Of course, with scant IT budgets, it is likely impossible to procure continuing education for IT professionals in new technologies let alone communications. My advice: If you aspire to public speaking, start small. You can train yourself to get over the sweaty palms and trembling voice. If you are responsible for a project, one that you know a whole lot about and that your manager usually gives the weekly status report on, ask that you be allowed to present. Or gather your ideas about system improvement, etc., organize them coherently, and then pitch them to your manager. The more you speak publicly, the better you will get. And learn to use PowerPoint effectively, which means sparse slides with crisp bullets. Stretch yourself a little by asking for a little more responsibility, especially in an area that could improve your career agility. This is worth the extra investment in your time and effort. You'll thank yourself.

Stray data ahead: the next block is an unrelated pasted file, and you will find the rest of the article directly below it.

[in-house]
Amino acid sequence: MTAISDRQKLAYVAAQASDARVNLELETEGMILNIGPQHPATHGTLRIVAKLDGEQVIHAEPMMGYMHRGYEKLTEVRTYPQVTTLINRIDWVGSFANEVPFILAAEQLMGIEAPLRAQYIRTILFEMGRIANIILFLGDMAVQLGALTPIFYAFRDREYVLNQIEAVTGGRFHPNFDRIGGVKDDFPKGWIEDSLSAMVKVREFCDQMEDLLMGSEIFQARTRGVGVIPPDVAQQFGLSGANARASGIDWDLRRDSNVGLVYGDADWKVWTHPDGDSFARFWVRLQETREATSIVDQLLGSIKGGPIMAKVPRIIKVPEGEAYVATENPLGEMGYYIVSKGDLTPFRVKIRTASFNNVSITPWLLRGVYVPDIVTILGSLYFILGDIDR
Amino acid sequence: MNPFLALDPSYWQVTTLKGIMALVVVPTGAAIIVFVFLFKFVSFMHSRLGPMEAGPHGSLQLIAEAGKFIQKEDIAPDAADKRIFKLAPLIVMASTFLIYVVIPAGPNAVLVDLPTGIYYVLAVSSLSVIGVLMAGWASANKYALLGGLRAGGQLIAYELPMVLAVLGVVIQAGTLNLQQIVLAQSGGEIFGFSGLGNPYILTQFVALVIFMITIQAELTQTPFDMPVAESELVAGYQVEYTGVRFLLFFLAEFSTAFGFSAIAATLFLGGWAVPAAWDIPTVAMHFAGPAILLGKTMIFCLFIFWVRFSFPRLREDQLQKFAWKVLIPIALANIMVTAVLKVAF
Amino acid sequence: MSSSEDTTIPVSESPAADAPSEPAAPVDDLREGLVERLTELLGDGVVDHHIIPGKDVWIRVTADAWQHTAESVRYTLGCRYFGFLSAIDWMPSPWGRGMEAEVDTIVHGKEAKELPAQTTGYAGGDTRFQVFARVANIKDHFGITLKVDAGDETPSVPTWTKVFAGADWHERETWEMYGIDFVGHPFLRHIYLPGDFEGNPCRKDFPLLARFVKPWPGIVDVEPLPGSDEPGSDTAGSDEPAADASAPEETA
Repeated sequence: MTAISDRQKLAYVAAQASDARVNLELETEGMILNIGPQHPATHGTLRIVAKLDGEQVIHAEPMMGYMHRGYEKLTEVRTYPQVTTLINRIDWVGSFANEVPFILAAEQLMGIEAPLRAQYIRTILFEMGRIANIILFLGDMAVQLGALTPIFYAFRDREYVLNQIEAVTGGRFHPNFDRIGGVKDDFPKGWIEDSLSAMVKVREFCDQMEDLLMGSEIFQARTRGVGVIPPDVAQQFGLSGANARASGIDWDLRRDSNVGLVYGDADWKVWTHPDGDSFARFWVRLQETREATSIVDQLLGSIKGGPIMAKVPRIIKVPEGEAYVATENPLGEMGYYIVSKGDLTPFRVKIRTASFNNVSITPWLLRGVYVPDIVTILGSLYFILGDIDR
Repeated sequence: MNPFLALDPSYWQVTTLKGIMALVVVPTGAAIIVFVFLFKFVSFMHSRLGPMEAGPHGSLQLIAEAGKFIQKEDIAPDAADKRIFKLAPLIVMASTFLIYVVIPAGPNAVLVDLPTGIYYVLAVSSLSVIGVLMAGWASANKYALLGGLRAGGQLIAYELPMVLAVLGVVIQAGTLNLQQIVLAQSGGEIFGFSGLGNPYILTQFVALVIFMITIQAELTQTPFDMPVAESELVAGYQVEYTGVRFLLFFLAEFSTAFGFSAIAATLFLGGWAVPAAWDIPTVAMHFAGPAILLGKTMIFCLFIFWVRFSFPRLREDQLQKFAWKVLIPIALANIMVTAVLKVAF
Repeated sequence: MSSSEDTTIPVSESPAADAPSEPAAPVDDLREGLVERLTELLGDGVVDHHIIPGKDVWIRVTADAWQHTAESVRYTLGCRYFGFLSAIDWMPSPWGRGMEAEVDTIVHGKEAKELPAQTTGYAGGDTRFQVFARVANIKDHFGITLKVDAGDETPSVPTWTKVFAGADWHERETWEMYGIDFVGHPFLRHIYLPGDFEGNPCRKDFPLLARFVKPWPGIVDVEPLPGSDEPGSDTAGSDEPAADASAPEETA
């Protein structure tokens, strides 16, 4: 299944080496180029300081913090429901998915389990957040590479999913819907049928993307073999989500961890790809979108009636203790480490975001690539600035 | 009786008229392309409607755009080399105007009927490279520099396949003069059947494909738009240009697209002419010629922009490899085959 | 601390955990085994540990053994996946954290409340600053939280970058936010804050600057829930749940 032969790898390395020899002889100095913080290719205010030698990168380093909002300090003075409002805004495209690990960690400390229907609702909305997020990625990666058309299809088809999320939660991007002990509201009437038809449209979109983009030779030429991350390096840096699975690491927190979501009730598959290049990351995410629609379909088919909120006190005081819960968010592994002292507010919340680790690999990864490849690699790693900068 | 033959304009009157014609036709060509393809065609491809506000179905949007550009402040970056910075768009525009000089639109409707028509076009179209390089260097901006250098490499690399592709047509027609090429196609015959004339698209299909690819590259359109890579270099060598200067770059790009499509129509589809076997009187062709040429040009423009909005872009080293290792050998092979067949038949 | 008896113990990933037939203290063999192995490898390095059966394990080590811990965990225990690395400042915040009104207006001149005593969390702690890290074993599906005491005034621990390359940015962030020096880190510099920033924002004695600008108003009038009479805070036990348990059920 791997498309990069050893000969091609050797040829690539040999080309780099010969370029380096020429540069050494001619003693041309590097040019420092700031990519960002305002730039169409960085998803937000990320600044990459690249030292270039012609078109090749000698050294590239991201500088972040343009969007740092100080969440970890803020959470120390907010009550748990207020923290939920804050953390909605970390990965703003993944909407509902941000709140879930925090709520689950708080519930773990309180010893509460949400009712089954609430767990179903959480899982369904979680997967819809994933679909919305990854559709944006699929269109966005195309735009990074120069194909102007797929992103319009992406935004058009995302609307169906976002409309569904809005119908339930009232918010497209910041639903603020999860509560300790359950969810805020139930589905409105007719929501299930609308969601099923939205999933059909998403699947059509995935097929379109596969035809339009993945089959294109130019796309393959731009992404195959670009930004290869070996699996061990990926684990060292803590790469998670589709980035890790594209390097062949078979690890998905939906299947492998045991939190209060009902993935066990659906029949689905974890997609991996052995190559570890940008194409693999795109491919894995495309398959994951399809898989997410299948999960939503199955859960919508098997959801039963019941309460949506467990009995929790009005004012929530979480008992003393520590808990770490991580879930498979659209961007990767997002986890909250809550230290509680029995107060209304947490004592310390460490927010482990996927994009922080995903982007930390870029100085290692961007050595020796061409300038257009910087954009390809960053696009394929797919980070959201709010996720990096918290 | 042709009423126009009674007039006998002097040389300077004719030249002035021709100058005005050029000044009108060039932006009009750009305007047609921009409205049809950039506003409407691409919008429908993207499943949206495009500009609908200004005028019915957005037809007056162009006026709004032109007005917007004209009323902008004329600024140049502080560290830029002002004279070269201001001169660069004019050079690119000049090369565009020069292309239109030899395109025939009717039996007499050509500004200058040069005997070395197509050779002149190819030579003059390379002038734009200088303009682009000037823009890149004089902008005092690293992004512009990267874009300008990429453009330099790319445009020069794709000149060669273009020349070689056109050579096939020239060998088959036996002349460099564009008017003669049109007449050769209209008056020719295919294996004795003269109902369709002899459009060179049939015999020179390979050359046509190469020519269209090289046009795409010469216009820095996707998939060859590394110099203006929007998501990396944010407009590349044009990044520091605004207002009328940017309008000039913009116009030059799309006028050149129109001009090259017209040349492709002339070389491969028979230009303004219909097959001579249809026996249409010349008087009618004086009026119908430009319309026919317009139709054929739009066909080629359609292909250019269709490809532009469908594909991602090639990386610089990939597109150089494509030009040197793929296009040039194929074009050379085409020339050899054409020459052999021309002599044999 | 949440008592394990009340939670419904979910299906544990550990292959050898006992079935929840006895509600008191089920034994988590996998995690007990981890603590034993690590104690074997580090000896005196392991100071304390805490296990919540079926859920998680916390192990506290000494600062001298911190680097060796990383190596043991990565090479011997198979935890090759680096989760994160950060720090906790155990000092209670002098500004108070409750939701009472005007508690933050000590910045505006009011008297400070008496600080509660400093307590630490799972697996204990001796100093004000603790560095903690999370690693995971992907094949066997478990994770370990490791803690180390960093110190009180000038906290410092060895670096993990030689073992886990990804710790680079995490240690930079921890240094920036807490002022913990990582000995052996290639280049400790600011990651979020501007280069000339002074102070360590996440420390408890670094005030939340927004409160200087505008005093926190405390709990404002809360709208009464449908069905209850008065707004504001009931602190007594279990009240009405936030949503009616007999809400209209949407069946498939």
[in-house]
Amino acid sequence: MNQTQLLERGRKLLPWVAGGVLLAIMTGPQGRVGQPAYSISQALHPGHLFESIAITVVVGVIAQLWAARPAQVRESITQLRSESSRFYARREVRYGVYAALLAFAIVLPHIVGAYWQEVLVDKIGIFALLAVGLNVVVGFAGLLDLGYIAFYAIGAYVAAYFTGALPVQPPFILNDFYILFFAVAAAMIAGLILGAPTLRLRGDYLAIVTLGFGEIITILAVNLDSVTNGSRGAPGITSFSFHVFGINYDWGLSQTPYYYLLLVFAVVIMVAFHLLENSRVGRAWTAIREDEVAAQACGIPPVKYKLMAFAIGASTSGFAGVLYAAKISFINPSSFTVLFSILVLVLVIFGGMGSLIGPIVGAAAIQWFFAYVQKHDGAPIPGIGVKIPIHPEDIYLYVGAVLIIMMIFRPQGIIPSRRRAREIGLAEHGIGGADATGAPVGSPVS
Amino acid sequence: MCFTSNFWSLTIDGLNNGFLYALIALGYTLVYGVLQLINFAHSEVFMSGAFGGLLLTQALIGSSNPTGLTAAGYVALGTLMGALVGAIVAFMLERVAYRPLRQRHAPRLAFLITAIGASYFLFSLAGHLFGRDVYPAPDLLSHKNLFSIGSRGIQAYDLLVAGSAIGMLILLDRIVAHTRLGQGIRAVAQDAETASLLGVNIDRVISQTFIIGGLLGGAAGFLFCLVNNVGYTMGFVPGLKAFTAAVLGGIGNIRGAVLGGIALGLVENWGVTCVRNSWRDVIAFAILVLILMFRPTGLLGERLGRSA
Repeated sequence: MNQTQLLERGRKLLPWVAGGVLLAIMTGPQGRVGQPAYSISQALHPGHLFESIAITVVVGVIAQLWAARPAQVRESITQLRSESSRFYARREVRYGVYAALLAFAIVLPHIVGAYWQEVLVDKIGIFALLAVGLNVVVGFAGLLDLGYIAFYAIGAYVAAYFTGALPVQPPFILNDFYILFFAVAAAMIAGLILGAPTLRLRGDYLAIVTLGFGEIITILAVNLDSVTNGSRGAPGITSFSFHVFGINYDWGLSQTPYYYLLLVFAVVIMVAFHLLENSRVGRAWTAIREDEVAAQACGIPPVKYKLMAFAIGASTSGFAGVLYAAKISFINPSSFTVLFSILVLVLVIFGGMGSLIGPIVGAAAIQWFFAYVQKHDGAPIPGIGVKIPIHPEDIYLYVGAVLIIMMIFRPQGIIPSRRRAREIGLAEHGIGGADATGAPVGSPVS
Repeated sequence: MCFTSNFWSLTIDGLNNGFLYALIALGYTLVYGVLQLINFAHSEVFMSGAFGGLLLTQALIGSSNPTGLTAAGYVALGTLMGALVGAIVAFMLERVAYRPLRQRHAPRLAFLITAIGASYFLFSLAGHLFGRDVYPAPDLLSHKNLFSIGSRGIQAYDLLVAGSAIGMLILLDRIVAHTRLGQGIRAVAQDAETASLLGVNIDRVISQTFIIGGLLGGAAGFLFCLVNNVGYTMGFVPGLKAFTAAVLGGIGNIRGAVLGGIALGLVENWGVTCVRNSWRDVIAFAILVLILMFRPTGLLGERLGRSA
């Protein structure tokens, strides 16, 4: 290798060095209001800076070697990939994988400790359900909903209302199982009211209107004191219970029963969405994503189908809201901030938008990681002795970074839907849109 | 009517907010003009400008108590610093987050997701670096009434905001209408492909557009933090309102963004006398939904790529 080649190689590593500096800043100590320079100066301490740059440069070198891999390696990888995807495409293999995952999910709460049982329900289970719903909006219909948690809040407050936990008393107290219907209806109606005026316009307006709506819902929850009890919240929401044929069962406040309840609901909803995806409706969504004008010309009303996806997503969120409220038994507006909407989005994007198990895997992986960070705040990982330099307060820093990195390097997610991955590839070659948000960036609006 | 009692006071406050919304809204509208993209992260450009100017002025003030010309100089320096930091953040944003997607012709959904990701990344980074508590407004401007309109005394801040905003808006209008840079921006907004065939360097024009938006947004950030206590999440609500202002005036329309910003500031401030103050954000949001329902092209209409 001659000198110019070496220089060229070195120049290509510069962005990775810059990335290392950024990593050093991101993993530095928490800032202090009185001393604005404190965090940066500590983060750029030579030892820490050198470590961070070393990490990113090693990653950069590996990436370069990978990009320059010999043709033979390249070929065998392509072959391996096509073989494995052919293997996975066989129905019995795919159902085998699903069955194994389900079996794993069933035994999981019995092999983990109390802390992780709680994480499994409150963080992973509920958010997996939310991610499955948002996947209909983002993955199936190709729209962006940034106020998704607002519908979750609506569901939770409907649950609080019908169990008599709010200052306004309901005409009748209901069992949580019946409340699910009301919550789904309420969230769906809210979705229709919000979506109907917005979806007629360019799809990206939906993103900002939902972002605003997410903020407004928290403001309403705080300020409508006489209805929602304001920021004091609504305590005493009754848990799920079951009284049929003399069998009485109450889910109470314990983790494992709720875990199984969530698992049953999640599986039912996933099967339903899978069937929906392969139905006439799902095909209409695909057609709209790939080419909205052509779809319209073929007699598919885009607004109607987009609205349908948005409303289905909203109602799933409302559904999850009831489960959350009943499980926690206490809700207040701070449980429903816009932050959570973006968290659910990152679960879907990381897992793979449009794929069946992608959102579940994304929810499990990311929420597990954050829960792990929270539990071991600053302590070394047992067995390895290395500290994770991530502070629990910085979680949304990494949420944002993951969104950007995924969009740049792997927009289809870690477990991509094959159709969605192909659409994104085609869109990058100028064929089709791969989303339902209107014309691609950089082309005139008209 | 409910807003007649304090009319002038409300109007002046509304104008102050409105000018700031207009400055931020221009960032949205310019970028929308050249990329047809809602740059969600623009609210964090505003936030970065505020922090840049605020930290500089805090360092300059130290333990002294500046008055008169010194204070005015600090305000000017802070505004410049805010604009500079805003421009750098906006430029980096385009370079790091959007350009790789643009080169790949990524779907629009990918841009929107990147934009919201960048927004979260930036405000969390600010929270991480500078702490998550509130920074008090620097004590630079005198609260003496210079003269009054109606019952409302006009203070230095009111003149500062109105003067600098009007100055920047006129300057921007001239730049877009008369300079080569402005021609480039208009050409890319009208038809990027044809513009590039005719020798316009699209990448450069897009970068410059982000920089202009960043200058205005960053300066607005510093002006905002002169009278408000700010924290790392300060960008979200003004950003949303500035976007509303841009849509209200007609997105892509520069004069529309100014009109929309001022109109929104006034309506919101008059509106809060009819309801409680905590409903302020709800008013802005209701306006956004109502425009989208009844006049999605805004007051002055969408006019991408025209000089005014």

From emails to feasibility studies and needs assessments, to project summaries and proposals, to reports and even resumes, everyone in almost every capacity is required to write at some point. You can run, but you can't hide.
How many emails do you receive daily in which words are misspelled and grammar is so bad the entire message is incomprehensible? Good grief! We use computers now with personal productivity tools that provide us with spell check. All the email programs—such as Outlook and even AOL—provide the option to spell check automatically before you send the email and make a fool out of yourself. I receive emails every day, sometimes from executives and academics, with blatant misspellings and grammatical errors. You would think they would know better. But you know and you can do better. An email to your manager or other people in your company is your written word. It reflects not only what, but how, you think. Just taking the few extra nanoseconds to review it and spell check it—as well as ensure the email is addressed to the correct party—can improve how you are perceived professionally.